But, that’s not the case for everybody. Some people are taking far greater risks and not really pacing themselves with this.

On virtual dating

There was probably a lot of virtual dating already going on, but we weren’t really paying that much attention to people who were just like, “Hey, like, let’s just FaceTime for a minute and chat.” I think people find a certain level of comfort with that.

It’s actually a great way to screen candidates and see whether or not they are going to be and act in a respectful way toward you. I’ve also had clients say that this has been an opportunity for them to work on their consent language. There’s a lot of pre-negotiation that has to happen before you meet someone now. I think that will carry over.

If someone is not considerate of the boundaries that you want to enforce in the way that you want to get to know them, then they’re not hearing your boundary and respecting it. That’s a good sort of litmus test to whether or not they’re going to respect your boundaries on an actual physical date, which is so important.

On college hookup culture

The classic space for that to happen on college campuses is no longer there. But I do think that people who aren’t thinking about the risk as much are still going out and hooking up. There are people that are like, “You’re cute; I’m going to make out with you.” That’s just human nature and I think it will occur, regardless of what public health crisis is happening in the world. My hope is that that is a minority view.

On why a vaccine won’t bring back traditional dating

If we are to get a vaccine, there’s always going to be people who won’t take it. That’s another level of vetting that will be involved in dating.

Can you show me the receipt of whether or not you have the coronavirus? Do you have an antibodies test you can show me? Have you taken a vaccine? When did you take it? I think these are all going to be a more common discussion amongst potential partners. It will be necessary to have a conversation, because with a total stranger, you don’t know their level of exposure and you don’t know their situation. They might frequently visit a family member who is high risk. It’s really important to make sure that we’re all taking care of each other and asking the right questions of each other, regardless of whether there’s a vaccine or not.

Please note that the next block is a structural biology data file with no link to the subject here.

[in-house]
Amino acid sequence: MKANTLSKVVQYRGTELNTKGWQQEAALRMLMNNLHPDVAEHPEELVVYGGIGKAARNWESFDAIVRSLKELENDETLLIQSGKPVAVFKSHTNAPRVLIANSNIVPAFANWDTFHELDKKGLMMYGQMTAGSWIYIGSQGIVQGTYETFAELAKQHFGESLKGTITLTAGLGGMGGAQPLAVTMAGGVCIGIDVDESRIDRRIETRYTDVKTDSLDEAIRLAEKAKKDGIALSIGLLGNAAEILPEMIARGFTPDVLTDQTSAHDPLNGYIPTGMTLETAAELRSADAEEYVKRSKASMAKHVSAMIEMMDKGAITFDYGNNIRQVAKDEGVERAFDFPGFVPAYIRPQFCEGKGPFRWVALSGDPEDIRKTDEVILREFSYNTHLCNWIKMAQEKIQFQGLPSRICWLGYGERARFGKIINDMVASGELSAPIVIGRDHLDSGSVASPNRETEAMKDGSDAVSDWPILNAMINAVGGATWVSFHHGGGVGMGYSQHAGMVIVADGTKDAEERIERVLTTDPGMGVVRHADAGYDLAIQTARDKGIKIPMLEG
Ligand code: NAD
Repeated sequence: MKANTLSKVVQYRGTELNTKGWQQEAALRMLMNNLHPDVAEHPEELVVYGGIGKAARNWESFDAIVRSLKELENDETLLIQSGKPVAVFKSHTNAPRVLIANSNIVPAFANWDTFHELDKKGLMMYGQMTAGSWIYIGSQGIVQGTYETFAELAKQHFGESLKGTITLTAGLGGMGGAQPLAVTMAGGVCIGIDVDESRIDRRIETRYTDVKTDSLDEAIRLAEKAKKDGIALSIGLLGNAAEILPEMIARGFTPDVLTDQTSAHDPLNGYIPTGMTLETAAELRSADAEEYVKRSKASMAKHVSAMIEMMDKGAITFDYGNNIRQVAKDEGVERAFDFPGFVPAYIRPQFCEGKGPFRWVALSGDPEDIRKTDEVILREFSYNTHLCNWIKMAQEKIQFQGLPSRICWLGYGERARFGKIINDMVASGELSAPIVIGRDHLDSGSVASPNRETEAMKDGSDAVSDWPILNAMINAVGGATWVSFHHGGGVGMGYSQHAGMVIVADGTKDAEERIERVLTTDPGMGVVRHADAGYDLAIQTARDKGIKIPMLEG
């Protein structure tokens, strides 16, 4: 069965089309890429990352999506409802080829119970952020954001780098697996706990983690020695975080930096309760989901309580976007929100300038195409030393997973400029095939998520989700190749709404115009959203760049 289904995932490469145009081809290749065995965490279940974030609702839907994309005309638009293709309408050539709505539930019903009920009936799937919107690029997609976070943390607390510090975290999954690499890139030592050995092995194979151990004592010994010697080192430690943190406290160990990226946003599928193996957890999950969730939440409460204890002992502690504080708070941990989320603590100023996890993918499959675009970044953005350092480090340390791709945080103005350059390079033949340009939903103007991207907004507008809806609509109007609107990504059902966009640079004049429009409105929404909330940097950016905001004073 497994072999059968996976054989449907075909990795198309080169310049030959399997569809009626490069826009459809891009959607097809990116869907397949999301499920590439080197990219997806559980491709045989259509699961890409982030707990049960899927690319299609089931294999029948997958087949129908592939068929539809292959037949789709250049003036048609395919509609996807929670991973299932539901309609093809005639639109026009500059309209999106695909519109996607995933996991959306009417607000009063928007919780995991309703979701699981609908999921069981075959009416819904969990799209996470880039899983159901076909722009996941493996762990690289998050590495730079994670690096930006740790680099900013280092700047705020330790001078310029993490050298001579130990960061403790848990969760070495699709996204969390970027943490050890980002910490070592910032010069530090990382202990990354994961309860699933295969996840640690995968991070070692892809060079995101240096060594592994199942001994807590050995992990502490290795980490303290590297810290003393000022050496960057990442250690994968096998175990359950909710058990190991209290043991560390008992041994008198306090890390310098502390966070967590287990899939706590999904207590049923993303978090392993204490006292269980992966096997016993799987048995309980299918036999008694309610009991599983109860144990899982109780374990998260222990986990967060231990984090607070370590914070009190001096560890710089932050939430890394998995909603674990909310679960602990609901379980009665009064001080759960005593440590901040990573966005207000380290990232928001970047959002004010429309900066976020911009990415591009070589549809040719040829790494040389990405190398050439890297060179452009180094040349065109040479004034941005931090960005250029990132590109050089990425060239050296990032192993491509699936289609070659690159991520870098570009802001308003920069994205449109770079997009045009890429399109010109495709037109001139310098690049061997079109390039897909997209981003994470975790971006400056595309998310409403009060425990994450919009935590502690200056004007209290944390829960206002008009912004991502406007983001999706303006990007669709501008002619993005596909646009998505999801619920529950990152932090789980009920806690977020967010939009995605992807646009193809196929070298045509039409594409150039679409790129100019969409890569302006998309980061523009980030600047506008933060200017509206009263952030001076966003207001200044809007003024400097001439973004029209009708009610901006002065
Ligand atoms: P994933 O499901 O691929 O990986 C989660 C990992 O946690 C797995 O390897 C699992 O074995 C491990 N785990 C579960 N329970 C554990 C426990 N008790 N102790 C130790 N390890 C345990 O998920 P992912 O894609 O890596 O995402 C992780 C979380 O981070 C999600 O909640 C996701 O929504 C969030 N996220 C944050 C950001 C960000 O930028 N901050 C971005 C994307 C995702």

It’s hard for straight people to have that as a vetting criteria. However, in the gay community, levels of risk assessment have been part of the dating process for quite some time. On dating sites, it’s common for gay men in particular to disclose their HIV status within their profile. We can learn from that and decide we do want to know whether or not this person poses a potential risk to our health and safety.

On the new view of risk assessment in dating

You don’t know someone else’s behaviors and who in their community they might be exposing themselves to. People will say, “I tested negative for the virus” or “positive for the antibodies” and “I received a vaccine.” That could be your process for saying, “OK, this is somebody that I feel comfortable with.” If somebody does not check all your boxes, then depending on how you assess your risk, you might ask further questions like, “Are you living with anyone currently?” “How often are you going on dates?”

But I don’t think people should be completely disqualified from the dating pool.

On how porn will change

I have all kinds of thoughts and theories about how people will eroticize the mask. There are videos where both people are wearing a mask, and I’m sure they are getting creative. There’s an interesting opportunity to roleplay with the type of masks, make it fun and keep it weird.

Ananya Panchal is a Chronicle staff writer. Email her at ananya.panchal@sfchronicle.com